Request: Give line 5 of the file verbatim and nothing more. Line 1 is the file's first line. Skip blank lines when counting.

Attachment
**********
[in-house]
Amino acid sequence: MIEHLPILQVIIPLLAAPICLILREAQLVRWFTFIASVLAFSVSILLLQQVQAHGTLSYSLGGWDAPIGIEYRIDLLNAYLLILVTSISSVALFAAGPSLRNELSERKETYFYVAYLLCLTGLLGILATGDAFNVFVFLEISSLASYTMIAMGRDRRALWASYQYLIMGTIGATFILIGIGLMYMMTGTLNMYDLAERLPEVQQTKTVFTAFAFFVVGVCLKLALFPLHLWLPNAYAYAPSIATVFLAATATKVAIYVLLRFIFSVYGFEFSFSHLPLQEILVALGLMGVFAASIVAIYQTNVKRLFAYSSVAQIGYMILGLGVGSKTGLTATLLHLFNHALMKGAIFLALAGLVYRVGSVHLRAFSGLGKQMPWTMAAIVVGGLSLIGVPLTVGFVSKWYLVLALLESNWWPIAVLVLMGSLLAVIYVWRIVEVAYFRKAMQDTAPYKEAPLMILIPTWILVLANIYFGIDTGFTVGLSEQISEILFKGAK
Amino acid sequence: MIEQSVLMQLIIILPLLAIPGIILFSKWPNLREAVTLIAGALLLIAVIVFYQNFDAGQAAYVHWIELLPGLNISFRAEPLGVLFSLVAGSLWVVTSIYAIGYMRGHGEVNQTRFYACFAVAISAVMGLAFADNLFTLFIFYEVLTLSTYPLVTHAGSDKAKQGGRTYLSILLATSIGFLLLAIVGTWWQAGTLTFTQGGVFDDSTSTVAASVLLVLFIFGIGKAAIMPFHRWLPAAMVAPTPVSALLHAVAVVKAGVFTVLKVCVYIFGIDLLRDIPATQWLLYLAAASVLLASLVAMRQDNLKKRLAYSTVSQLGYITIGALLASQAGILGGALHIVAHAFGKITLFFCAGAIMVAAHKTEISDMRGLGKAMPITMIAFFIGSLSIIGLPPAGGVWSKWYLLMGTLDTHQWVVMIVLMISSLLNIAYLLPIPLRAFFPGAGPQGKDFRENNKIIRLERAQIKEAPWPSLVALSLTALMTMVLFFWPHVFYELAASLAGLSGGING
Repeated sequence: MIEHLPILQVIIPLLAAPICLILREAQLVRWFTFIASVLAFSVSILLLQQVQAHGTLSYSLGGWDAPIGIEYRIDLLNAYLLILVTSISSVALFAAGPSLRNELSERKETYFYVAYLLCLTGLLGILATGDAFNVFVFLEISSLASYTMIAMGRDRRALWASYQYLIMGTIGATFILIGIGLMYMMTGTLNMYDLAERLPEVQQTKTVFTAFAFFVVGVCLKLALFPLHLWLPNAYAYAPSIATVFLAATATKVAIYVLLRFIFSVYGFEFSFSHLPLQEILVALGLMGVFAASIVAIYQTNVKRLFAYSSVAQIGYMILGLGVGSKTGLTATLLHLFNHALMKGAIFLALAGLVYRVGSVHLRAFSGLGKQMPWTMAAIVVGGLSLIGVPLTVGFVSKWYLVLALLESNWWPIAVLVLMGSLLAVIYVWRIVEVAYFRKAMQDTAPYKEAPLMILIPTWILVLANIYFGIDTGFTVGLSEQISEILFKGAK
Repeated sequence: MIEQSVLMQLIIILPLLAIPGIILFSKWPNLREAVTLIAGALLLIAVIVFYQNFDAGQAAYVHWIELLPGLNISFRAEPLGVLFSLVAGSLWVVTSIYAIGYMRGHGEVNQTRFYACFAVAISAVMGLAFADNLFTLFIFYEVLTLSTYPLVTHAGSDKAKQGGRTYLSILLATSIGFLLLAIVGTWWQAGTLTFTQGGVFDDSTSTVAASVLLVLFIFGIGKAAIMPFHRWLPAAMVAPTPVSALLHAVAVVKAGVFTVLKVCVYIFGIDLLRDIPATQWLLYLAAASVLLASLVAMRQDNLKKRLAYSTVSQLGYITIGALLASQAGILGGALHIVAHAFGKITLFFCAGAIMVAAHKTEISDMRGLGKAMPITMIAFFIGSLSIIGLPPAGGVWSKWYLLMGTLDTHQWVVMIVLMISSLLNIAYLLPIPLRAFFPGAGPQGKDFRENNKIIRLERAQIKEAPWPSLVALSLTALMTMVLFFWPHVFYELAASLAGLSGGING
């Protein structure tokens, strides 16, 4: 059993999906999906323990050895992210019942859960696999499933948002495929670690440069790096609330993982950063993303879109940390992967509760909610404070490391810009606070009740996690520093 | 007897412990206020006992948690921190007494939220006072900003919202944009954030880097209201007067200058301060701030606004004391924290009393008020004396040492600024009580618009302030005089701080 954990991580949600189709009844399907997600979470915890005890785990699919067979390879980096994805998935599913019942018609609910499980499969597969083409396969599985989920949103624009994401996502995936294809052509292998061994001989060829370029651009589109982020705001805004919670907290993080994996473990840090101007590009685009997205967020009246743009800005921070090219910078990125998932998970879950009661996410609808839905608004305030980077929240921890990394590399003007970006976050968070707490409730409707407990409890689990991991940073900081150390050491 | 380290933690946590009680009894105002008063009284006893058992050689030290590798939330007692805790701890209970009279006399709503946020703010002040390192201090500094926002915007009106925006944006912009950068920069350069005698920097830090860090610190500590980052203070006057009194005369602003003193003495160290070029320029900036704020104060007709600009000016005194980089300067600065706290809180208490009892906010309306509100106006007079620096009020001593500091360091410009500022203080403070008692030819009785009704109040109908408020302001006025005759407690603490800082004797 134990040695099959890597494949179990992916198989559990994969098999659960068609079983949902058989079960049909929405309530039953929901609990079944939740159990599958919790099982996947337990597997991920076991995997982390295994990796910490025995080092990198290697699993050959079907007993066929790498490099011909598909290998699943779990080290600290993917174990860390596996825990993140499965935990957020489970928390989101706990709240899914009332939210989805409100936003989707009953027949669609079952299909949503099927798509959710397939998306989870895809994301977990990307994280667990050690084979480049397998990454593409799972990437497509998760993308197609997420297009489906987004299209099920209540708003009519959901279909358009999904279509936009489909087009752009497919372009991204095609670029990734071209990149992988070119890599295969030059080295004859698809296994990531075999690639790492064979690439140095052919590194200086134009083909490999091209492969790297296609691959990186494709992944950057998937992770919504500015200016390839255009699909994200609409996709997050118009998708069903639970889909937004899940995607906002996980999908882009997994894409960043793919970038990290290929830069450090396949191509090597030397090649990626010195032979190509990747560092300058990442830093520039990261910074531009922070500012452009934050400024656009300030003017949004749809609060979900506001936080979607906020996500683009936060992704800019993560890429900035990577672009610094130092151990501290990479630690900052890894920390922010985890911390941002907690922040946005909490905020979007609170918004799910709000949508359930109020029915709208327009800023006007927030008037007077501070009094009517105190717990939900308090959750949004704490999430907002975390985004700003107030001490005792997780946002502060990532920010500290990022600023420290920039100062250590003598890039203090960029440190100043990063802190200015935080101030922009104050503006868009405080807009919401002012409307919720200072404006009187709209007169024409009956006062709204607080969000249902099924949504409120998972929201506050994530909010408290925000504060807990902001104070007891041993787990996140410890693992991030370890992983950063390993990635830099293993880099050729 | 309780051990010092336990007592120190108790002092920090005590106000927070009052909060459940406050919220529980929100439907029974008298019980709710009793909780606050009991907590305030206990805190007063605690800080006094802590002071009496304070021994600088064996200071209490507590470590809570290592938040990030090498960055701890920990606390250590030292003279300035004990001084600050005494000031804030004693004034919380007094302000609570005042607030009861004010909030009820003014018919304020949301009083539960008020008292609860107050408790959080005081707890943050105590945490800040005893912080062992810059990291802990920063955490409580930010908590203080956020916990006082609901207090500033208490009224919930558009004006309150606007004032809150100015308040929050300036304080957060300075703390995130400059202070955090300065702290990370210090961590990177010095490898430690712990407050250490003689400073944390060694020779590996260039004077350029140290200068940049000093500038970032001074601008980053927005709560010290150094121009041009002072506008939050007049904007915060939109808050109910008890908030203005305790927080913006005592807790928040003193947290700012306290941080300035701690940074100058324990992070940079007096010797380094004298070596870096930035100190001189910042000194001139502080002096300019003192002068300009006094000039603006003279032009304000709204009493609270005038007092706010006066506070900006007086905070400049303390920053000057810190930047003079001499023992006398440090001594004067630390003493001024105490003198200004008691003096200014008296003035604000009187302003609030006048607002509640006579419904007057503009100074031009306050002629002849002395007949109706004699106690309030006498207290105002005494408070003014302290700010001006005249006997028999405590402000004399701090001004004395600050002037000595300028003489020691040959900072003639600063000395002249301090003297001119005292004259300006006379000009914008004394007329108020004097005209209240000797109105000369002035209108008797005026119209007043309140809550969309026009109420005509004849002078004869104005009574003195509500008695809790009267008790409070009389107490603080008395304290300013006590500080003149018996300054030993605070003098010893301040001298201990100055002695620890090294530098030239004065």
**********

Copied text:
Repeated sequence: MIEQSVLMQLIIILPLLAIPGIILFSKWPNLREAVTLIAGALLLIAVIVFYQNFDAGQAAYVHWIELLPGLNISFRAEPLGVLFSLVAGSLWVVTSIYAIGYMRGHGEVNQTRFYACFAVAISAVMGLAFADNLFTLFIFYEVLTLSTYPLVTHAGSDKAKQGGRTYLSILLATSIGFLLLAIVGTWWQAGTLTFTQGGVFDDSTSTVAASVLLVLFIFGIGKAAIMPFHRWLPAAMVAPTPVSALLHAVAVVKAGVFTVLKVCVYIFGIDLLRDIPATQWLLYLAAASVLLASLVAMRQDNLKKRLAYSTVSQLGYITIGALLASQAGILGGALHIVAHAFGKITLFFCAGAIMVAAHKTEISDMRGLGKAMPITMIAFFIGSLSIIGLPPAGGVWSKWYLLMGTLDTHQWVVMIVLMISSLLNIAYLLPIPLRAFFPGAGPQGKDFRENNKIIRLERAQIKEAPWPSLVALSLTALMTMVLFFWPHVFYELAASLAGLSGGING